But Joe was forcing it, whether out of panic or joy (both, I suspect), and it made me want to curl up and die inside. I feel second-hand embarrassment very keenly, so this was a difficult sit. They work through it; Joe apologizes and it looks like they’re making a good start. But ugh, that was awful.
Moving right along, let’s talk about the Patty Plot this episode.
Can I just say: ugh.
First of all, the episode is such a tease. Iris tells Barry to tell Patty the truth. Barry decides that, yes, this is a good idea, and he will definitely do it in the middle of trying to stop a metahuman who can slow everyone else down instead of, like, meeting her before the whole thing and saying “look, here’s what’s going on, I want you to be a part of this.” Several times, just as he’s worked up the nerve, something happens and he doesn’t tell her.
The last thing that happens is that she breaks up with him so she can leave town and pursue her career in forensics. (Go Patty! Take care of yourself! follow your dreams!)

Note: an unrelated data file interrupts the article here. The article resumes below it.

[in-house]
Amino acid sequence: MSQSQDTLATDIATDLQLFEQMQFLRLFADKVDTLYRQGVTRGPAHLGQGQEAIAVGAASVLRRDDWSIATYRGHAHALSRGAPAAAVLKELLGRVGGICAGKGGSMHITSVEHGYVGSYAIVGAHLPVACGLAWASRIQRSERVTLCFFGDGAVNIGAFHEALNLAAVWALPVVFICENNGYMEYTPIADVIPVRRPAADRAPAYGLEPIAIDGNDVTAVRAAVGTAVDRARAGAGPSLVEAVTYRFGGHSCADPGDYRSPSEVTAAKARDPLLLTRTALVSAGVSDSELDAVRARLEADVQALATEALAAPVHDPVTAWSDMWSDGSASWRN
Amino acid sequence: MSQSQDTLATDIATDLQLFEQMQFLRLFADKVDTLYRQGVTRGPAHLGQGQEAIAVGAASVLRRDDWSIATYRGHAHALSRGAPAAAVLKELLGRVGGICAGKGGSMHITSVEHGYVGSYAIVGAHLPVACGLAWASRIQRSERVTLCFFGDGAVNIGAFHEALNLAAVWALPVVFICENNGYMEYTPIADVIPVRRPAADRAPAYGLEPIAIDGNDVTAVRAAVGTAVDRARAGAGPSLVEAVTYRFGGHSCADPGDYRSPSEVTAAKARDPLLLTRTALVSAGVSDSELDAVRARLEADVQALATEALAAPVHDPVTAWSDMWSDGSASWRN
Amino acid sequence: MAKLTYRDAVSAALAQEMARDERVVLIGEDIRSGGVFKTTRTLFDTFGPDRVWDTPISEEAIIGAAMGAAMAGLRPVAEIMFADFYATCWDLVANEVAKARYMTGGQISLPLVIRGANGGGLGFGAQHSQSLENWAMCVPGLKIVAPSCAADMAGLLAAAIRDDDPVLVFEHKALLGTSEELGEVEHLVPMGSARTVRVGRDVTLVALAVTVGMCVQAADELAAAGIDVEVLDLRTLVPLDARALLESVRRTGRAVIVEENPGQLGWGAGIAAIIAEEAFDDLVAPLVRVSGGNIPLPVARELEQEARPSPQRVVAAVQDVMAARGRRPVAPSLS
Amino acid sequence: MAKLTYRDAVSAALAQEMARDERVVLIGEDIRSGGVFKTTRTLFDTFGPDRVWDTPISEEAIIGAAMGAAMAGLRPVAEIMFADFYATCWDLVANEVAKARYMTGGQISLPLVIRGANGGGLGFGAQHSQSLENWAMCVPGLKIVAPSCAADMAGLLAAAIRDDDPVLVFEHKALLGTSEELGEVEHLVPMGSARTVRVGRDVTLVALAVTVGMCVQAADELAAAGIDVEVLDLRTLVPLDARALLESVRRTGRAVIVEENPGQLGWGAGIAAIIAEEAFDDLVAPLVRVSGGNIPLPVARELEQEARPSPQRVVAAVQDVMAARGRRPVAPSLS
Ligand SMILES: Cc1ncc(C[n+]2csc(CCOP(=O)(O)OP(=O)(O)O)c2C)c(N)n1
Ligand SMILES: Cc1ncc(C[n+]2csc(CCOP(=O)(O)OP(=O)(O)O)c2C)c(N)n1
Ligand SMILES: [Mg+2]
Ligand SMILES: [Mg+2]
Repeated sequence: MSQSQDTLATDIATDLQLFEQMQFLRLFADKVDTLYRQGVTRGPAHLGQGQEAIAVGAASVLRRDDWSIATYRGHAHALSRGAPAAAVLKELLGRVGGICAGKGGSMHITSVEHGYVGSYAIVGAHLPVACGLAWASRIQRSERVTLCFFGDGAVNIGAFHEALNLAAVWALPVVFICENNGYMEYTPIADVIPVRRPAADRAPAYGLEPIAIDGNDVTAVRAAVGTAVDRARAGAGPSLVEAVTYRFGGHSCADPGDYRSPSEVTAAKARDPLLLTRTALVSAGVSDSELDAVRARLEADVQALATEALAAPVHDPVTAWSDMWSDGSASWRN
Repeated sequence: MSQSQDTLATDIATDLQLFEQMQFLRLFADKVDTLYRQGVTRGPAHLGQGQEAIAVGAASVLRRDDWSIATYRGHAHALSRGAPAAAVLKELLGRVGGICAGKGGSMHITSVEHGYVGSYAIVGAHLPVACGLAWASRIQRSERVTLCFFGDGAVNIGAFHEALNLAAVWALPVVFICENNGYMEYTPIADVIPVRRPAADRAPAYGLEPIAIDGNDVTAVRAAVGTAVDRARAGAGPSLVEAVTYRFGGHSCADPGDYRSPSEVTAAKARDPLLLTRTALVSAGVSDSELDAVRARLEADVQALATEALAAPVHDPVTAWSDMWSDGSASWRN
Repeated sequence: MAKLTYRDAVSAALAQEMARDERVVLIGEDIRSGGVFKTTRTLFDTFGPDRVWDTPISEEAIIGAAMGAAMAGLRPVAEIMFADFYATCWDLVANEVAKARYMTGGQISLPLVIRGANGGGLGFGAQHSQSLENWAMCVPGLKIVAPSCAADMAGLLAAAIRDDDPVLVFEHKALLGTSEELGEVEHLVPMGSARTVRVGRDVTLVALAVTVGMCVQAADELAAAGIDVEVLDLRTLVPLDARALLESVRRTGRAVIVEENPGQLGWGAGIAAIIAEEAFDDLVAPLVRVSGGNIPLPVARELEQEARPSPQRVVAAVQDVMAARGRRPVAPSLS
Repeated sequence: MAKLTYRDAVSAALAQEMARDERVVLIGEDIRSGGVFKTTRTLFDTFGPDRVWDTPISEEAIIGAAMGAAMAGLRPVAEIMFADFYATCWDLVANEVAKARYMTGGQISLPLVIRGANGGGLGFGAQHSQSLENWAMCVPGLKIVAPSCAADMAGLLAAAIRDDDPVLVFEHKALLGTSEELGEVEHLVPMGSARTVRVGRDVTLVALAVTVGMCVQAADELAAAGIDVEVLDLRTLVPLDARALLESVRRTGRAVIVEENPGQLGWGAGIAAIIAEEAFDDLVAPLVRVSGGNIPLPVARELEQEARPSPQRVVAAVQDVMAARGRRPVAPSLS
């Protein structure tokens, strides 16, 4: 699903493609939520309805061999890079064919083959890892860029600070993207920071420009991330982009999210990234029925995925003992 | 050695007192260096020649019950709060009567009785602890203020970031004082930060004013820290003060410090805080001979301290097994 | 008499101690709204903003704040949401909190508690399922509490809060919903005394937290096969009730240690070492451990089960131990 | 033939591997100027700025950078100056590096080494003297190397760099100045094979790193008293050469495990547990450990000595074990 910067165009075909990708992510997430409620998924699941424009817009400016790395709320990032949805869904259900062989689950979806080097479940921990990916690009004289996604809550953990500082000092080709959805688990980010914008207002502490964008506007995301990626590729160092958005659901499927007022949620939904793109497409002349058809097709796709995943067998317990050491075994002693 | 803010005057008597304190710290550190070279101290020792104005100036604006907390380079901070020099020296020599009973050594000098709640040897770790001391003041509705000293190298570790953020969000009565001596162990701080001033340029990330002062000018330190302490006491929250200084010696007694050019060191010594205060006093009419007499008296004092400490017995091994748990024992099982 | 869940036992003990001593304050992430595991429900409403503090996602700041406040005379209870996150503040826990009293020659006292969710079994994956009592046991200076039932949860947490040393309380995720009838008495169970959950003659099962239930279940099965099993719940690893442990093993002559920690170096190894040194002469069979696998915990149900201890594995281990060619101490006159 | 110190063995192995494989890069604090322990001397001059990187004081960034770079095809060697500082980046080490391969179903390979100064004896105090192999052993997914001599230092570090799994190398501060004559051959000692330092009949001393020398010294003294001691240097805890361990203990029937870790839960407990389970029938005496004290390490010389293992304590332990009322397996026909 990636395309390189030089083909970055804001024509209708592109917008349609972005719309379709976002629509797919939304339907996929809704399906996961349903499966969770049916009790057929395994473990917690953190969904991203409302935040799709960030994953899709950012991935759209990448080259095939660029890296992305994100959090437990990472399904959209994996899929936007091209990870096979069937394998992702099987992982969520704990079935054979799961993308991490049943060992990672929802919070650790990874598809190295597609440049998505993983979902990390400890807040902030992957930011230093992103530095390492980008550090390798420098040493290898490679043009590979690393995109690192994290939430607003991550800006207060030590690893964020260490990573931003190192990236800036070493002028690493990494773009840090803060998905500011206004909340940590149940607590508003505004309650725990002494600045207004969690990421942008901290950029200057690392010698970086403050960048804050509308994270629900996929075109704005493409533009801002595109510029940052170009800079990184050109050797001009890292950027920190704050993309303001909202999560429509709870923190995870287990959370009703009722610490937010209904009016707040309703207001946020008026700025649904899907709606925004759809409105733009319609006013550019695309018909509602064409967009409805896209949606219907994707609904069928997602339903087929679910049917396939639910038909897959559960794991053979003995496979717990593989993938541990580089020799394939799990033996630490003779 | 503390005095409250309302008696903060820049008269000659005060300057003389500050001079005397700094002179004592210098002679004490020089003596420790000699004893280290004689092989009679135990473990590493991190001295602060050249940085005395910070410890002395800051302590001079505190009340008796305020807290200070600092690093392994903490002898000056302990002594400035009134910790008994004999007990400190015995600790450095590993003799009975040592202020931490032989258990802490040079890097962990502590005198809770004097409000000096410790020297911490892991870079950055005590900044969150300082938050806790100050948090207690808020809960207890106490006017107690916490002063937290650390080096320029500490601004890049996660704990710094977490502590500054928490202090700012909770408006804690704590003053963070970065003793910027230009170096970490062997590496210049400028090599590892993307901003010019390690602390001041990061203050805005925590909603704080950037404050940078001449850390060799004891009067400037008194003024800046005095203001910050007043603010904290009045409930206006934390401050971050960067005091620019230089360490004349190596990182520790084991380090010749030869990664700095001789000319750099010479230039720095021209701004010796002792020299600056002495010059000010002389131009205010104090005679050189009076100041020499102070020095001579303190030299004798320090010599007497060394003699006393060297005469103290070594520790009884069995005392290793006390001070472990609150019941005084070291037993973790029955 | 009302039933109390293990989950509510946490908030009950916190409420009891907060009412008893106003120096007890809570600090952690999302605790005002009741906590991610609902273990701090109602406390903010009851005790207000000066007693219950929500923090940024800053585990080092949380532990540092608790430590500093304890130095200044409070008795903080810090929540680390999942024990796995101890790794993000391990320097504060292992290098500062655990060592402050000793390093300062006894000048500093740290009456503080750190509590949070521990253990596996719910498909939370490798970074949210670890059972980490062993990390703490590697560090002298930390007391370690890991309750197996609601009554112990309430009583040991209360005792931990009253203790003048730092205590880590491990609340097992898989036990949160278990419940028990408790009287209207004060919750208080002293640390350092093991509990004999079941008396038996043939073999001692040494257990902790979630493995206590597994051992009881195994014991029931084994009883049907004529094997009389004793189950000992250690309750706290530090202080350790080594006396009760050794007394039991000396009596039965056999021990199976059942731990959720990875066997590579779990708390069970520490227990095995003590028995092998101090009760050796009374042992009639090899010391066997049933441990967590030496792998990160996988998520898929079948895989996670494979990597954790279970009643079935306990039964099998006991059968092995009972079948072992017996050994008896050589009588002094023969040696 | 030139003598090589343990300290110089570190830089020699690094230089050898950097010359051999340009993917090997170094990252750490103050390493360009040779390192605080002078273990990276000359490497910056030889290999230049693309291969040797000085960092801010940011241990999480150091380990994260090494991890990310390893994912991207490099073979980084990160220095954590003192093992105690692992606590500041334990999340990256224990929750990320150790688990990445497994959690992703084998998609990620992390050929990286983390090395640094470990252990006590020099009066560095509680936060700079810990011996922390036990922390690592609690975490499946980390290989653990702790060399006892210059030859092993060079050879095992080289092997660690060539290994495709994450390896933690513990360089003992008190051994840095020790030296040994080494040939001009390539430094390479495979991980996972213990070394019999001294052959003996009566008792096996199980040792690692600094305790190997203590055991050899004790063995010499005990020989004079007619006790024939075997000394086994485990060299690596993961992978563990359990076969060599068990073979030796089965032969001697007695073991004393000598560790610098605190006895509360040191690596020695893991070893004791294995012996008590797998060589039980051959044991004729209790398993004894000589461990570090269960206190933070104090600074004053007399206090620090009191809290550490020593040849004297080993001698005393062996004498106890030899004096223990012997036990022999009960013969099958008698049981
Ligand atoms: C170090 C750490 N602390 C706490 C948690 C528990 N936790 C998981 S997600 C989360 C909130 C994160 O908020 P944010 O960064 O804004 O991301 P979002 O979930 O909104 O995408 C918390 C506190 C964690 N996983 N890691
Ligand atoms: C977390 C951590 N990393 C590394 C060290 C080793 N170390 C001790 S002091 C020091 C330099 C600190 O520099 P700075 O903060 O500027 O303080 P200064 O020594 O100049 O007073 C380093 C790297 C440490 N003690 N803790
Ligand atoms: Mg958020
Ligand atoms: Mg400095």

Second of all, Patty becomes the victim of a kidnapping because the Turtle (our aforementioned metahuman) decided that she was what the Flash treasured most, based off of no evidence. Which is, let’s be clear, a really gross plot. It’s been done and done and done again. The Turtle (an otherwise harmless thief who was a collector) deciding to just straight-up murder Patty because the Flash saved her life is…I feel like it was a hell of a jump, and it was clear that it was all done just for reasons of Plot. (Sidenote: hasn’t Patty been held hostage an excessive number of times, at this point? Without having any agency in being freed at all? Iris was a hostage once or twice, but when she was, she was often an agent of her own freedom.)